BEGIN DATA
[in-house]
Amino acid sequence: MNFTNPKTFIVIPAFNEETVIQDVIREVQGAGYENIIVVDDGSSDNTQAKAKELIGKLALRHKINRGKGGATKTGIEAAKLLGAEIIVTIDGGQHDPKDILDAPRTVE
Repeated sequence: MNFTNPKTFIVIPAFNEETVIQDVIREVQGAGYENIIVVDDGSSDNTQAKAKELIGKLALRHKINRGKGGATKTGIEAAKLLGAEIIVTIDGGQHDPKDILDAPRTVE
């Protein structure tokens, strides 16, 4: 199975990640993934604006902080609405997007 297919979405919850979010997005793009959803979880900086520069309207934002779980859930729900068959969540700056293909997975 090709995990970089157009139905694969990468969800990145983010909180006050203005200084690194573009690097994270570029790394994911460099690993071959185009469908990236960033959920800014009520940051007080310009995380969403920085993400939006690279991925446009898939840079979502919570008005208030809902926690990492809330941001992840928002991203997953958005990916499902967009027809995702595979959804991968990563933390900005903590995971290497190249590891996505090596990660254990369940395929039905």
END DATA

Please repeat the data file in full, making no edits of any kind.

[in-house]
Amino acid sequence: MNFTNPKTFIVIPAFNEETVIQDVIREVQGAGYENIIVVDDGSSDNTQAKAKELIGKLALRHKINRGKGGATKTGIEAAKLLGAEIIVTIDGGQHDPKDILDAPRTVE
Repeated sequence: MNFTNPKTFIVIPAFNEETVIQDVIREVQGAGYENIIVVDDGSSDNTQAKAKELIGKLALRHKINRGKGGATKTGIEAAKLLGAEIIVTIDGGQHDPKDILDAPRTVE
């Protein structure tokens, strides 16, 4: 199975990640993934604006902080609405997007 297919979405919850979010997005793009959803979880900086520069309207934002779980859930729900068959969540700056293909997975 090709995990970089157009139905694969990468969800990145983010909180006050203005200084690194573009690097994270570029790394994911460099690993071959185009469908990236960033959920800014009520940051007080310009995380969403920085993400939006690279991925446009898939840079979502919570008005208030809902926690990492809330941001992840928002991203997953958005990916499902967009027809995702595979959804991968990563933390900005903590995971290497190249590891996505090596990660254990369940395929039905």